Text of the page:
Author(s): Brunori M, Gianni S, Giri R, Morrone A, TravagliniAllocatelli C
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Abstract Current knowledge on the reaction whereby a protein acquires its native three-dimensional structure was obtained by and large through characterization of the folding mechanism of simple systems. Given the multiplicity of amino acid sequences and unique folds, it is not so easy, however, to draw general rules by comparing folding pathways of different proteins. In fact, quantitative comparison may be jeopardized not only because of the vast repertoire of sequences but also in view of a multiplicity of structures of the native and denatured states. We have tackled the problem of the relationships between the sequence information and the folding pathway of a protein, using a combination of kinetics, protein engineering and computational methods, applied to relatively simple systems. Our strategy has been to investigate the folding mechanism determinants using two complementary approaches, i.e. (i) the study of members of the same family characterized by a common fold, but substantial differences in amino acid sequence, or (ii) heteromorphic pairs characterized by largely identical sequences but with different folds. We discuss some recent data on protein-folding mechanisms by presenting experiments on different members of the PDZ domain family and their circularly permuted variants. Characterization of the energetics and structures of intermediates and TSs (transition states), obtained by Φ-value analysis and restrained MD (molecular dynamics) simulations, provides a glimpse of the malleability of the dynamic states and of the role of the topology of the native states and of the denatured states in dictating folding and misfolding pathways.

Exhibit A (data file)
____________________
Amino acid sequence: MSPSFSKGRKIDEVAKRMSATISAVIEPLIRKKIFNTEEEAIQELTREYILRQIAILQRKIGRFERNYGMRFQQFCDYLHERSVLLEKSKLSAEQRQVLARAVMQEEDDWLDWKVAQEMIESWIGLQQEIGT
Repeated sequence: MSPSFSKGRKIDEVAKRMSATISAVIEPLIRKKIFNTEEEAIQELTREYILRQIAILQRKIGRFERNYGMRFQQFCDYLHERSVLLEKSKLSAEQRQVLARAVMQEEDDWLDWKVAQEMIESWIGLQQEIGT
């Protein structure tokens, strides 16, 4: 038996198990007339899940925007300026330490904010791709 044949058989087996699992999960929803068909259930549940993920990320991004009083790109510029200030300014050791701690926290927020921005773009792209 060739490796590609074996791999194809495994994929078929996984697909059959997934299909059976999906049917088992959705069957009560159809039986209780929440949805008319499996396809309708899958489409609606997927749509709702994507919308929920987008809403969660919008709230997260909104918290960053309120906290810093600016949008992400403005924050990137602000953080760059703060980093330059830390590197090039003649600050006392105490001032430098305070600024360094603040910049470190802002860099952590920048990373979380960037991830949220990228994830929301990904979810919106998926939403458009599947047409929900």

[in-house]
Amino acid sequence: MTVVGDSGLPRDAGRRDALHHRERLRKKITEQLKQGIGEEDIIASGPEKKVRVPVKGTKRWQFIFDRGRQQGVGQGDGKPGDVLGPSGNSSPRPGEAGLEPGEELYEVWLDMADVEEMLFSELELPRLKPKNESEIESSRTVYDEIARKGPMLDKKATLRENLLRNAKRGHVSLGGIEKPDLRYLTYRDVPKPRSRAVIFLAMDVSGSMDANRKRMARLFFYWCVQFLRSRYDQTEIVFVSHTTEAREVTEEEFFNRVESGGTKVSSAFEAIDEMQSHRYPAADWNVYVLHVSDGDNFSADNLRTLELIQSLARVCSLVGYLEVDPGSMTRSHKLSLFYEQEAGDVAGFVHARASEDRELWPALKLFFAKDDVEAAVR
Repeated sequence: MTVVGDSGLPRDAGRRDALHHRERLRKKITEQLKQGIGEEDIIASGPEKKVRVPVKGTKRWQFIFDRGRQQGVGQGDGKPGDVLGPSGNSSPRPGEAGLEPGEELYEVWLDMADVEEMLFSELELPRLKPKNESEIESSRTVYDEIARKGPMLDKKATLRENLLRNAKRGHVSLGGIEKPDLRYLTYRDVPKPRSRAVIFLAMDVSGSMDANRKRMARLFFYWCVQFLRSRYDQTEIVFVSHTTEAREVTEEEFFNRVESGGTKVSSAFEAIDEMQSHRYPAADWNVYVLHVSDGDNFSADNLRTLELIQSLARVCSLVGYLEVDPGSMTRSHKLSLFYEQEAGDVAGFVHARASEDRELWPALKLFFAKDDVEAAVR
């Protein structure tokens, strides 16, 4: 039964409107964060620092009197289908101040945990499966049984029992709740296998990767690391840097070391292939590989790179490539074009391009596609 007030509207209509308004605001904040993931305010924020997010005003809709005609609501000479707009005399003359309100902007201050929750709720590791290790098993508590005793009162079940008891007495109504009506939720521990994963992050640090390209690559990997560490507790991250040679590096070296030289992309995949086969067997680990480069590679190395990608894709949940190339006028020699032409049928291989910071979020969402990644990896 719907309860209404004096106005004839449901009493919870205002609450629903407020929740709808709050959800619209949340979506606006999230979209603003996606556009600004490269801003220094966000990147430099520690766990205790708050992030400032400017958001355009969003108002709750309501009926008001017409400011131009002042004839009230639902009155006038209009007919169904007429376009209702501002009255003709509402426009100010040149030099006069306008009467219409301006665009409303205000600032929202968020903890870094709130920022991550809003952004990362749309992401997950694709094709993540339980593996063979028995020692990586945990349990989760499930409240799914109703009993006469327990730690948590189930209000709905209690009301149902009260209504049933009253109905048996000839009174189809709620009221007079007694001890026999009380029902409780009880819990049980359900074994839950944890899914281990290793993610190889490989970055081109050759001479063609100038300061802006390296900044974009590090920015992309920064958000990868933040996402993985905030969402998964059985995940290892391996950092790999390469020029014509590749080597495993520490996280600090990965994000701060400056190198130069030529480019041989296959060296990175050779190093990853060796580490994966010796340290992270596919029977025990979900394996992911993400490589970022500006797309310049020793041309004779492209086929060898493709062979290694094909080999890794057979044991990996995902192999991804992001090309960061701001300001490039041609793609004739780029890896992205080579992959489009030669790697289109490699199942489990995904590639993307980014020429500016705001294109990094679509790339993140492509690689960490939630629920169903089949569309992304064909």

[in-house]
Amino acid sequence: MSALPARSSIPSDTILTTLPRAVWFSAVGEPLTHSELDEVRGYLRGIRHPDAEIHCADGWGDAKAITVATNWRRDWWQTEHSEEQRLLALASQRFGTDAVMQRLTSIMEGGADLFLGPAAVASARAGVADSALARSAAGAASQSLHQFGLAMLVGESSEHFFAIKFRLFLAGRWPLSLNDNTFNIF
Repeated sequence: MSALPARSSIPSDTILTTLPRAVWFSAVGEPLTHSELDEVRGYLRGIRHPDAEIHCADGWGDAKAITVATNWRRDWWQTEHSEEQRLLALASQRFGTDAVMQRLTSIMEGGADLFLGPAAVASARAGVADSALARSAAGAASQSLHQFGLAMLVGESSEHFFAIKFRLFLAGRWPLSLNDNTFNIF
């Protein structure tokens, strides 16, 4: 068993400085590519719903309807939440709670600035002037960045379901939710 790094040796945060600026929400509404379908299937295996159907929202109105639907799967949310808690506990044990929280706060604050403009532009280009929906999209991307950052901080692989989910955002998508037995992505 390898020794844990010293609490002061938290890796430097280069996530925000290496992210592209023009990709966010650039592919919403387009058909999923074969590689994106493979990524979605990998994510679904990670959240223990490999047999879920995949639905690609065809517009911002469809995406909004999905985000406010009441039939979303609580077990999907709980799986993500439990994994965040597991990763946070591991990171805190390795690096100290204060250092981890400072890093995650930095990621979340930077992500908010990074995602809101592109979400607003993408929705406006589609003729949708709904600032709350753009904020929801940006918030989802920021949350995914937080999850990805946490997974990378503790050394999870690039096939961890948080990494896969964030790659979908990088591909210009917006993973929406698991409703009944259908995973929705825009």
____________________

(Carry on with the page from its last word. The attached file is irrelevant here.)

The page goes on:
This article was published in Biochem Soc Trans
and referenced in Journal of Glycomics & Lipidomics